|Publication number||US6195725 B1|
|Application number||US 09/211,073|
|Publication date||Feb 27, 2001|
|Filing date||Dec 14, 1998|
|Priority date||Dec 14, 1998|
|Also published as||WO2000036519A1|
|Publication number||09211073, 211073, US 6195725 B1, US 6195725B1, US-B1-6195725, US6195725 B1, US6195725B1|
|Inventors||Patrick J. Luhmann|
|Original Assignee||Intel Corporation|
|Export Citation||BiBTeX, EndNote, RefMan|
|Patent Citations (7), Referenced by (38), Classifications (9), Legal Events (6)|
|External Links: USPTO, USPTO Assignment, Espacenet|
This invention relates generally to generating interrupts in devices controlled by processors, such as computer systems.
Computer systems use interrupts to redirect the focus of a processor or other controller from a first task to a second task. Normally interrupts arise when peripheral devices receive information and need to have that information handled through the processor or controller. Thus, for example, when a new frame is received by a network interface card (NIC) from the network, an interrupt may be generated.
Each time an interrupt is generated, the processor is interrupted, decreasing its efficiency of operation. Thus, interrupt events may be bundled together to produce a single interrupt for a plurality of such events. This may decrease the number of interrupts, increasing the performance of the peripheral device.
Generally the performance of a peripheral device may be determined by its P/E ratio which is the ratio of performance or bandwidth divided by efficiency or processor utilization. More interrupts increase processor utilization, decreasing the efficiency of the peripheral device.
Generally, peripheral devices include interrupt controllers that generate interrupts. However, in some cases, the interrupt controller may be located outside the peripheral device. In many cases, by decreasing the number of times that a processor is interrupted, the efficiency of the peripheral device may be improved.
Thus, there is a continuing need to improve the performance of peripheral devices.
In accordance with one embodiment, a method of generating interrupts includes detecting a plurality of events which trigger interrupts. Information about the number of the events may be determined. Based on the information, the number of events that result in one or more interrupts being generated may be varied automatically.
FIG. 1 is a block diagram of a processor-controlled system in accordance with one embodiment of the invention;
FIG. 2 is a block diagram of the peripheral device shown in FIG. 1;
FIG. 3 is a flow diagram for the state machine shown in FIG. 2;
FIG. 4 is a more detailed state flow diagram for the state machine shown in FIG. 2;
FIG. 5 is a continuation of the flow diagram shown in FIG. 4;
FIG. 6 is a conceptual depiction showing how events may be bundled for generating interrupts; and
FIG. 7 is a conceptual depiction of another embodiment of the invention for bundling events for generating interrupts.
Referring to FIG. 1, a processor-controlled system 10 may include a processor 12 coupled to a bridge 14. The bridge 14 may be coupled to system memory 16 and a bus 18. A peripheral card or device 20 may then be coupled to the bus 18. In conventional fashion, the peripheral device 20 may generate interrupts which may be serviced by the system 10 using an interrupt service routine (ISR). The peripheral device may be a network interface card (NIC) or any of a variety of other input/output devices which handle inputs or outputs to or from the system 10, including, for example, a disk controller.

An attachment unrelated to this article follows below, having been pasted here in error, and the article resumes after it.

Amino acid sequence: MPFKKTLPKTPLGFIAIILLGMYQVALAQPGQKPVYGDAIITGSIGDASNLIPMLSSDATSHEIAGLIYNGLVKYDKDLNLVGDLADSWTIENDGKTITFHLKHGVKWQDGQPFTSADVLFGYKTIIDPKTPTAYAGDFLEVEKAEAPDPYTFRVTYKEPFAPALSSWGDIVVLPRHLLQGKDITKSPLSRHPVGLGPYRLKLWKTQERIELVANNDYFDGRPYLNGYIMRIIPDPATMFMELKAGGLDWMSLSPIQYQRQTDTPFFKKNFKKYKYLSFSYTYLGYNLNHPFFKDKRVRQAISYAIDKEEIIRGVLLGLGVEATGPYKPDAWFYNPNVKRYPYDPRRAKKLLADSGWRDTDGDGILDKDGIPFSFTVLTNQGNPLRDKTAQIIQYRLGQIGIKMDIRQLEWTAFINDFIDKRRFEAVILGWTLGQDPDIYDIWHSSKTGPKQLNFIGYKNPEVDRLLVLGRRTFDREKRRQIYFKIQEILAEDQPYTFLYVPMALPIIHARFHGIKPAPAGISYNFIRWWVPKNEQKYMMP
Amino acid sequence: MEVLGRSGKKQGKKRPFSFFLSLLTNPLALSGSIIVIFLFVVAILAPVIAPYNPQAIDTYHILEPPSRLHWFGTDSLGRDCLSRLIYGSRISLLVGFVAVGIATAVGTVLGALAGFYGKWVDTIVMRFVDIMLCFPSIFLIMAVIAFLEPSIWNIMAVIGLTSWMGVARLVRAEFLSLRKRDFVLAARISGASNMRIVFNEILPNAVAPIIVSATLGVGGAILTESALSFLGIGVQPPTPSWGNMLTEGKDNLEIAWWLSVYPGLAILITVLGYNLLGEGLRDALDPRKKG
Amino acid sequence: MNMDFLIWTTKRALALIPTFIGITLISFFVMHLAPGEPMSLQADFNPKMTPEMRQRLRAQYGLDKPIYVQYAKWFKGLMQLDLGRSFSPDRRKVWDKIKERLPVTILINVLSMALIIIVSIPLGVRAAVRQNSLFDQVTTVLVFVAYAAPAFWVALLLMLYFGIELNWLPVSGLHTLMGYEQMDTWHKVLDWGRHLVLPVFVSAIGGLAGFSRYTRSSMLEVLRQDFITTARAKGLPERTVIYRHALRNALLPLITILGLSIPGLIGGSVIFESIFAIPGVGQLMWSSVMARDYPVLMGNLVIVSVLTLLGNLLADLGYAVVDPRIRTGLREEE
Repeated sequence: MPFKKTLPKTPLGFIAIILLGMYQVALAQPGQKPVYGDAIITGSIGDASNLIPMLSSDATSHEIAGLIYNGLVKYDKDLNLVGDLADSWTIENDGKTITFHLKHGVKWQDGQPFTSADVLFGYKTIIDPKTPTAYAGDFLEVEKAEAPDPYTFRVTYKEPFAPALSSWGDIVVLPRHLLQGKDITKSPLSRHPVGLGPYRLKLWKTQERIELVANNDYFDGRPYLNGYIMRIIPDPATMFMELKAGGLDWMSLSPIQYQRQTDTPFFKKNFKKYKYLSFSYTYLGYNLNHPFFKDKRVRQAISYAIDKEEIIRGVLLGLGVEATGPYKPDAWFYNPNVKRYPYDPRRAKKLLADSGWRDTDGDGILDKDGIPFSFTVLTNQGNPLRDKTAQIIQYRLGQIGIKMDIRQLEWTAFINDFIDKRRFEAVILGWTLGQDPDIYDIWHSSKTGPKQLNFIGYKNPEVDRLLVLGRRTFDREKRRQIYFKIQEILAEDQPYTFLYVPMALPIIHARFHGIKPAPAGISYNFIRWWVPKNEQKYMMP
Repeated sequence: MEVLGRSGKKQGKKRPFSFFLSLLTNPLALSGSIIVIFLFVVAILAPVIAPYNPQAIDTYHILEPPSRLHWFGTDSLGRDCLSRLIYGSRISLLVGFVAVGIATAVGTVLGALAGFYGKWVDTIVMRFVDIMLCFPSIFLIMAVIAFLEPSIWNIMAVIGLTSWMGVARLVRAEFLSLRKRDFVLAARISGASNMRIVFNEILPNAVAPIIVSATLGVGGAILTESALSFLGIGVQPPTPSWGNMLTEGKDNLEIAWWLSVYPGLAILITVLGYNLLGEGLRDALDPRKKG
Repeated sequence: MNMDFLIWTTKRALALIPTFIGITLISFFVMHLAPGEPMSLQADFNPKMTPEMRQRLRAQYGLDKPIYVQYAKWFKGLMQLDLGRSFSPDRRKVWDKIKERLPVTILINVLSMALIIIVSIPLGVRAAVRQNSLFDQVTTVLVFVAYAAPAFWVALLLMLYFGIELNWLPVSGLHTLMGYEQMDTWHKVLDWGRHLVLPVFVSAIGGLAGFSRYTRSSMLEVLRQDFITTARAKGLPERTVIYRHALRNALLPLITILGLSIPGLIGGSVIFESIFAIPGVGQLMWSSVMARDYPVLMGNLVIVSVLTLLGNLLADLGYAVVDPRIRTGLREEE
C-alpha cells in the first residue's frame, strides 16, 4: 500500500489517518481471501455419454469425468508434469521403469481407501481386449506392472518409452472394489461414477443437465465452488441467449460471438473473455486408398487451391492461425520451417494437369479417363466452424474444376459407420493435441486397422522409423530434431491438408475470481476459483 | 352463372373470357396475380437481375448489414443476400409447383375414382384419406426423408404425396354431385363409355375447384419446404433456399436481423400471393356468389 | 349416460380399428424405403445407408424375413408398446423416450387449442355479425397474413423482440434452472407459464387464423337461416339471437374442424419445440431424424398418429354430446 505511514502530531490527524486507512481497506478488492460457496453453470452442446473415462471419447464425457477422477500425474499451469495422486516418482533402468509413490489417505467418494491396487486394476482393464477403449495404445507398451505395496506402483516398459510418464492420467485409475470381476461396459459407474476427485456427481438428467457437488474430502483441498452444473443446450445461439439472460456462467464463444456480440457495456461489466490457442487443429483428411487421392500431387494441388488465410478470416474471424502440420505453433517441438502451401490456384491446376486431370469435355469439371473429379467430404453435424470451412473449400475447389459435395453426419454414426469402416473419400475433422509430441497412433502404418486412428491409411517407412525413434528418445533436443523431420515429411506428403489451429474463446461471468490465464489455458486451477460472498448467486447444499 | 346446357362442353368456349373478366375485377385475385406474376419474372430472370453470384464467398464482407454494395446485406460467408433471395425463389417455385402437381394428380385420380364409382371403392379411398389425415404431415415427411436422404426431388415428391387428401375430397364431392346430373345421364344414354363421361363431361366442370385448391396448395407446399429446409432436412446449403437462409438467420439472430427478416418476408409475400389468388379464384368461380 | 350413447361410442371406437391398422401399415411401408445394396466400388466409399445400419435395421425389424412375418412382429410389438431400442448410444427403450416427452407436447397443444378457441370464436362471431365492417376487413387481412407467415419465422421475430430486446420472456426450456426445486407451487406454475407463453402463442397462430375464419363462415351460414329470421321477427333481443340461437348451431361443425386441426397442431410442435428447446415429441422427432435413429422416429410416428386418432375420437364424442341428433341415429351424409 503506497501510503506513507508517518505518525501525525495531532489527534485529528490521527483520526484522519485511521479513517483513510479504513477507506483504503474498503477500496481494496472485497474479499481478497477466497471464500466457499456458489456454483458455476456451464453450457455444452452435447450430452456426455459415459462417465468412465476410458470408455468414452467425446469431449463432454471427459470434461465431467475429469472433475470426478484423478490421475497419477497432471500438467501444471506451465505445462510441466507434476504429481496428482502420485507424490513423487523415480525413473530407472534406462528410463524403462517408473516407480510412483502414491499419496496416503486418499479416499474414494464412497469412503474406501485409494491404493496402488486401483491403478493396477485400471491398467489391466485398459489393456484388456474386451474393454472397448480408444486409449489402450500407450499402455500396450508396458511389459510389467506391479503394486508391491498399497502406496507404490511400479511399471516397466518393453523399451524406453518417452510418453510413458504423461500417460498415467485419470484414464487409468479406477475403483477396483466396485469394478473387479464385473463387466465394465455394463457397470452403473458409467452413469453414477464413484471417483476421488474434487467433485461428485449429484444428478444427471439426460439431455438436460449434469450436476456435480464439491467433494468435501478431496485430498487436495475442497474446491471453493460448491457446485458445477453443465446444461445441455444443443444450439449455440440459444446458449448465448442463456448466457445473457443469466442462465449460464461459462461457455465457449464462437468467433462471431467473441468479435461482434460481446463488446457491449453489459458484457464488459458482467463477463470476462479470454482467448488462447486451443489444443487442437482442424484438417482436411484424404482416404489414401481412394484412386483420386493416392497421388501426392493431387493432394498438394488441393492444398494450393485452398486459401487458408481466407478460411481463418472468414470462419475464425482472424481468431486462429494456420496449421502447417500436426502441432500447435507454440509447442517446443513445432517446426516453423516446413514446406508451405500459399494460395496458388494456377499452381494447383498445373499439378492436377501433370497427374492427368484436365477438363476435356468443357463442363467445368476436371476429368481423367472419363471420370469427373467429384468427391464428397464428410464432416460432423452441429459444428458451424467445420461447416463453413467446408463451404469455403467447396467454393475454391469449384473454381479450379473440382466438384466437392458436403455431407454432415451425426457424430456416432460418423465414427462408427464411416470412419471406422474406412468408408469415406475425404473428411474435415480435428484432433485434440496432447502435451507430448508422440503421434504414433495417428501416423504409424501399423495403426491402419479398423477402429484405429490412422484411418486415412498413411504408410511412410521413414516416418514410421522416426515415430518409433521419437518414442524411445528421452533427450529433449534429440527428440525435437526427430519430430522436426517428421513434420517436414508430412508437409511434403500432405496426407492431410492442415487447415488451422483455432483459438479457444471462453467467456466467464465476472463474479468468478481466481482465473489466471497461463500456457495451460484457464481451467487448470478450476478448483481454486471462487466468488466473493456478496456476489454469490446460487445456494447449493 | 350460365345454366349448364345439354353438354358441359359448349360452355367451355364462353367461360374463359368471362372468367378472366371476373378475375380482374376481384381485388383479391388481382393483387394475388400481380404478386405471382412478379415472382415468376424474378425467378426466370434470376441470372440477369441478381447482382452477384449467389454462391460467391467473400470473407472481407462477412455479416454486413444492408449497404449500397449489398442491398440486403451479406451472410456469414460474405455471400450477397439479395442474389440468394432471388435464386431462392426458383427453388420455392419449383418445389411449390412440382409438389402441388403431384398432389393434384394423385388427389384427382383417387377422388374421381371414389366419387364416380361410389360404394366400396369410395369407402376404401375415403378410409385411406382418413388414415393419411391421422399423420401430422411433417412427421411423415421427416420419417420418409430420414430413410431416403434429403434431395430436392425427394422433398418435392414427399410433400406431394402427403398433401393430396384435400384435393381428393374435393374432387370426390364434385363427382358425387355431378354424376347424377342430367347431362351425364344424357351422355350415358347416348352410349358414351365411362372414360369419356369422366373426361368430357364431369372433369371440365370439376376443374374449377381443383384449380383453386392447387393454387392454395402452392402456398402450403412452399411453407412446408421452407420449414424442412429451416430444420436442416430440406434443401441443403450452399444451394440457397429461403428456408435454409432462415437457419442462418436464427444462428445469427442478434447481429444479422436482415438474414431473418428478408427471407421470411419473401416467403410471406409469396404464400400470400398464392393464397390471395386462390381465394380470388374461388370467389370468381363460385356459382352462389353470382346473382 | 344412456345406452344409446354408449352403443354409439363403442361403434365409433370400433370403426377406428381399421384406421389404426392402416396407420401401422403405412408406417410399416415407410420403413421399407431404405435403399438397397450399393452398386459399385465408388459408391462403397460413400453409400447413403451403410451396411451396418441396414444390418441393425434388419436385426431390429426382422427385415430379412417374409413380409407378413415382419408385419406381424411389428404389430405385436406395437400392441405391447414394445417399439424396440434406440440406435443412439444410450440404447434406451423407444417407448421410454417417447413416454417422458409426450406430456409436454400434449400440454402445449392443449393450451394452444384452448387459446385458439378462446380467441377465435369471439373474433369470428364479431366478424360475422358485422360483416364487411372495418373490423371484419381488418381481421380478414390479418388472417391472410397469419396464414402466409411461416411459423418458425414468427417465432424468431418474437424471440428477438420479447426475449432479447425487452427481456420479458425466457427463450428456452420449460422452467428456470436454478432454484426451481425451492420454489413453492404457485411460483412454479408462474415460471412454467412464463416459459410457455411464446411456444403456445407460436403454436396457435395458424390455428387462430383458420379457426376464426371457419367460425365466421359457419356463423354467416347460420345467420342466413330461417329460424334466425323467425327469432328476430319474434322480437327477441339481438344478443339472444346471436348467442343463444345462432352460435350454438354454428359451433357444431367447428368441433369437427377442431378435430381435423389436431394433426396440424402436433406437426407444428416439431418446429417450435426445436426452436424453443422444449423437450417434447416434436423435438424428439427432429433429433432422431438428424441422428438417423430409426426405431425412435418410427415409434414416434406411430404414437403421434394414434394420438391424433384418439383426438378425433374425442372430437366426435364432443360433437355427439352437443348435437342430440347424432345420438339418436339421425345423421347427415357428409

Referring next to FIG. 2, the peripheral device 20, in one embodiment of the invention, may include an interface 22 which interfaces the device 20 with the bus 18. The device 20 may also include an interface 30 which interfaces the device with another device or system such as a network in the case of a network interface card. An interrupt generator 24 may communicate with the device interface 30 to receive events and may communicate with the bus interface 22 to transmit the interrupts to the bus 18. The interrupt generator may be controlled by a state machine 26, in the embodiment of the invention illustrated in FIG. 2. In addition, storage unit 28, which may be conventional computer memory, may be provided to store information related to the operation of the peripheral device 20.
While the peripheral device 20 is illustrated as using a state machine 26 to control the interrupt generator 24, a variety of other techniques may be used as well. For example, the interrupt generator may be implemented in hardware. The interrupt generator may also be controlled by application software. However, it is advantageous in some instances to use the state machine 26 to control the interrupt generator 24, with state machine protocols stored in microcode.
Referring to FIG. 3, one example of a flow for the state machine 26 is illustrated. The same flow may be used to implement other software-based implementations. Similarly the flow may be adapted to a hardware-based implementation by incorporating the illustrated features in hardware devices.
Initially the flow detects events which normally call for the generation of an interrupt, as indicated in block 34. In one embodiment of the invention, a number of events may be bundled and one or more interrupts may be generated for the bundle of events as a whole. For example, in one embodiment of the invention, an event may be generated at the beginning of the bundle and at the end of the bundle.
Referring to block 36, the flow determines information about the number of events. In periods when the number of events is high, it may be desirable to increase the bundle size. In periods when the number of events is low, it may be desirable to reduce the bundle size. Changing the bundle size may improve the efficiency of the device 20.
Referring to block 38, based on the information about the number of events, the software automatically varies the number of events that result in interrupt generation. In one embodiment of the invention, the events per interrupt may be adjusted by changing the number of events per bundle.
A more detailed embodiment, shown in FIG. 4, uses the flow 42. Initially a check determines whether a variable, called timer_base, in one illustrated embodiment, has been specified by the user, as indicated in diamond 44. The variable names used herein are for ease of description and are not intended to be limiting in any way. The user may indicate a desired time period for filling a bundle based on the user's understanding of how many events may be generated. If the user fails to input the timer_base variable, the timer_base variable may be set to a default value. As indicated in block 48, the timer_base variable is saved.